• Jack Brinatte, known as "Razorhawk".[85]
  • "Geist".[86]
  • In 2010, 20-year-old Columbia, Tennessee, resident was stopped by police for patrolling the streets after midnight in a black and green mask and costume. The man referred to himself as "The Viper", and claimed that he was "just a guy trying to do what was right in tights".[87]
  • Atlanta husband and wife team "Crimson Fist" and "Metadata" help the homeless in their area.[88][89]
  • "Dragonheart" is a bilingual real-life superhero who operates in Miami, Florida.[90]
  • Mr. Xtreme, Superhero, Geist, Life, Master Legend, and Insignis.[91]
  • "Impact" has founded two chapters of the Xtreme Justice League in the southern United States; he has made homeless outreach and safety patrols in several cities from North Carolina to the gulf coast of Florida.
  • Portland had a hero named "Zetaman".[92]
  • Bladepool, Scarlet Scorpion, Sharpside, Xion66753 and other members of the Guardians of Tomorrow are headquartered at the "World's First Superhero Training Center" called the Superhero Foundry in Las Vegas, NV since 2016.[93]

Real-life superhero groupsEdit

SkyMan, Red Ranger, El Caballero, and Dragon (members of Emerald City Heroes Org, or ECHO) monitoring the 2017 May Day protests in Seattle.

United StatesEdit

  • "Superheroes Anonymous", the first annual gathering of real-life superheroes from all over the United States, who cleaned Times Square, helped the homeless, and handed out crime prevention materials.[94]
  • Multiple media outlets have run reports on the "Rain City Superhero Movement," a former group of real life super heroes in Seattle. The group includes "Buster Doe," "No Name," "Troop," "Penelope", and "Phoenix Jones."[95][96]
  • The Washington Post reported a story about superheroes "Captain Prospect" and "Justice", members of the "Capital City Super Squad" in Washington DC.[97]
  • Central Florida News 13 did a story on "Team Justice", a group of costumed superheroes giving Christmas gifts to the homeless.[98][99]
  • The Salt Lake City–based newspaper Salt Lake City Weekly reported on the patrols of "The Black Monday Society" and the superhero identities of its team members "Insignis", "Ghost", "Ha!", and "Silver Dragon".[100] Fox News Salt Lake City ran a story on the team as well.[101]
  • The Jibsheet ran an article about a group of 10 "Real Life Superheroes" in Seattle trying to help the homeless prevent their belongings from being stolen by gangs.[102]
  • KSTP-TV reported on "Razorhawk", "Geist" and the "Great Lakes Hero Guild" while they patrolled Minneapolis. The segment was re-broadcast nationally on ABC Overnight News.[103]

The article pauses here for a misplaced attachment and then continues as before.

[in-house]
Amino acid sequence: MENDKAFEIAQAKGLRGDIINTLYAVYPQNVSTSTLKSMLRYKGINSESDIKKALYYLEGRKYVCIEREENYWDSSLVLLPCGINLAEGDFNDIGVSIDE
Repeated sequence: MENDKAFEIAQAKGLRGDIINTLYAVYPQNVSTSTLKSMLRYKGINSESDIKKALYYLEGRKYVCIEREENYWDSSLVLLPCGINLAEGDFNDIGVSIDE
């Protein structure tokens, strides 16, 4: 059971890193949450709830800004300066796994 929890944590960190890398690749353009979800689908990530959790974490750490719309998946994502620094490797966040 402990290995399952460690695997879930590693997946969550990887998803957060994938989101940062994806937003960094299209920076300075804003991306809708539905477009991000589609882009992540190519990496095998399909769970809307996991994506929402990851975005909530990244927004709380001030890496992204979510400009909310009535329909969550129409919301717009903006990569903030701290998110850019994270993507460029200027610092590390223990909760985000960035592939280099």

• A Thrillist article on the World's First Superhero Training Center called The Superhero Foundry in Las Vegas, NV was published in August 2018. The group, called the Guardians of Tomorrow, is the beginning of a city-wide neighborhood watch created to address the concerns of mass shootings and felony crimes after the October 1, 2017 shootings that happened across from the Mandalay Bay during a country music concert.
  • "The Trillium Guards of Ontario" are a group of Real Life Superheroes that focus mainly on homeless outreach missions, and other charitable work. Some members also do what could be termed free-roaming community watch patrols...basically the same as neighbourhood watch, but the entire city is their neighbourhood. Started in 2011 by Ark Guard of Toronto, Blackhat of Ottawa, and the Crimson Canuck from Windsor, the team has expanded over the years to include Canadian Justice; Urban Knight; T.O. Ronin (formerly Hidden Sparrow); Ninja Knight, and Nameless Crusader. Nameless Crusader and Ninja Knight are also members of "The Katalysts." Crimson Canuck retired around the end of 2013, but was very instrumental in helping build the Real Life Superhero movement in Canada.[104][better source needed]


Police and RLSHEdit

Police response to the actions of real life superheroes is typically negative.[105][106] The police "fear for the safety of these 'superheroes' and argue that sometimes they can get in the way of police work and become a liability".[107] Police have expressed concern that RLSH insert themselves into situations without knowing all the facts and indicate that this is "not a smart thing to do".[3] Police have indicated that super heroes who physically involve themselves in preventing crimes are practicing "vigilantism".[69]

Public receptionEdit

Fictional depictionsEdit

While "superheroes" in the strict sense are characters with superhuman powers, superhero fiction depicting vigilantes with no such powers have long been part of the genre, notably with Batman (1939) and Green Arrow (1941). Such characters are known as "costumed crime fighters" or "masked vigilantes", but are often also classed with "superheroes". With the development of the "real-life superhero" community, there have also been more realistic depictions of "masked vigilantes" in fiction, as it were "fictional real-life superheroes", starting with Hero at Large.


See alsoEdit


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104. ^

External linksEdit